This article can also be found in the Premium Editorial Download "Storage magazine: Salaries rise, but storage jobs get tougher."
Download it now to read this article plus other related content.
For those who are frustrated or dissatisfied in their current jobs, complaints focused on upper management, budgets squeezed too tight and staffs stretched too thin. More than one respondent commented that it was difficult to specialize in any one storage skill when wearing so many hats. A lack of understanding of storage issues within the executive ranks also contributed to job dissatisfaction.
Jim Lekas, an IT systems administrator at Marlboro, MA-based Hologic, says his job is made more enjoyable because his boss is a "storage guy. The good thing is that I'm able to go to my boss and explain what we might need."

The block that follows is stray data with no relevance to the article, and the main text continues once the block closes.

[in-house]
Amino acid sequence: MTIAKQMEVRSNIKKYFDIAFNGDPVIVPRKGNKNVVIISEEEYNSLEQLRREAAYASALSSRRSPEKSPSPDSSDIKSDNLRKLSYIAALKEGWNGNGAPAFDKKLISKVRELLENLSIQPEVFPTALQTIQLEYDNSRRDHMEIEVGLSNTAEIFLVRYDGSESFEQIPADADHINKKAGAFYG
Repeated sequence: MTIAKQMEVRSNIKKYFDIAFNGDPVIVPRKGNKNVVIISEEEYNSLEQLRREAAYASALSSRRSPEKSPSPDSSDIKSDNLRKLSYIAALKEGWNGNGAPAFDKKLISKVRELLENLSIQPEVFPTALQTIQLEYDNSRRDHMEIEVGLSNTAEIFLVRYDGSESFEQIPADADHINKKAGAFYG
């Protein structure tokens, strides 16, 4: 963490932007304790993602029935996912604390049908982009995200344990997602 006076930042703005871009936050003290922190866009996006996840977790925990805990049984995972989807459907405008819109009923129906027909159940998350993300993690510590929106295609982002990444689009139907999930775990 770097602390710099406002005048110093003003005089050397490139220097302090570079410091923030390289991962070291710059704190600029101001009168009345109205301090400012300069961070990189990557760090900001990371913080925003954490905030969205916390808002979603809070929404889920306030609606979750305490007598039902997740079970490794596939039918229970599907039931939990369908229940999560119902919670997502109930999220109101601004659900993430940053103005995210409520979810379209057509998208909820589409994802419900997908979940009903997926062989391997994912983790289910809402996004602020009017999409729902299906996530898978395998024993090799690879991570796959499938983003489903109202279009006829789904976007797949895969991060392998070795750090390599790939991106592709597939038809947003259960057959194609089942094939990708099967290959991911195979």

Stock options were one of the main reasons he took the position nine years ago, says Lekas. "I kind of caught the down curve when there were lots of jobs available and there were lots of people giving stock out," he says. Today, only 13% of those surveyed say they receive stock options.
At 44 and married with three kids, Lekas says he appreciates the stability of the company and its competitive health benefits. In 2008, says Lekas, he heard from lots of recruiters "because I work a lot with NetApp [products]. But I don't want to go to New York City." Like 53% of our respondents, Lekas says he envisions a career path focused on storage. The remaining 47% say they plan to leverage their storage experience to move into another area of IT.
This was first published in November 2008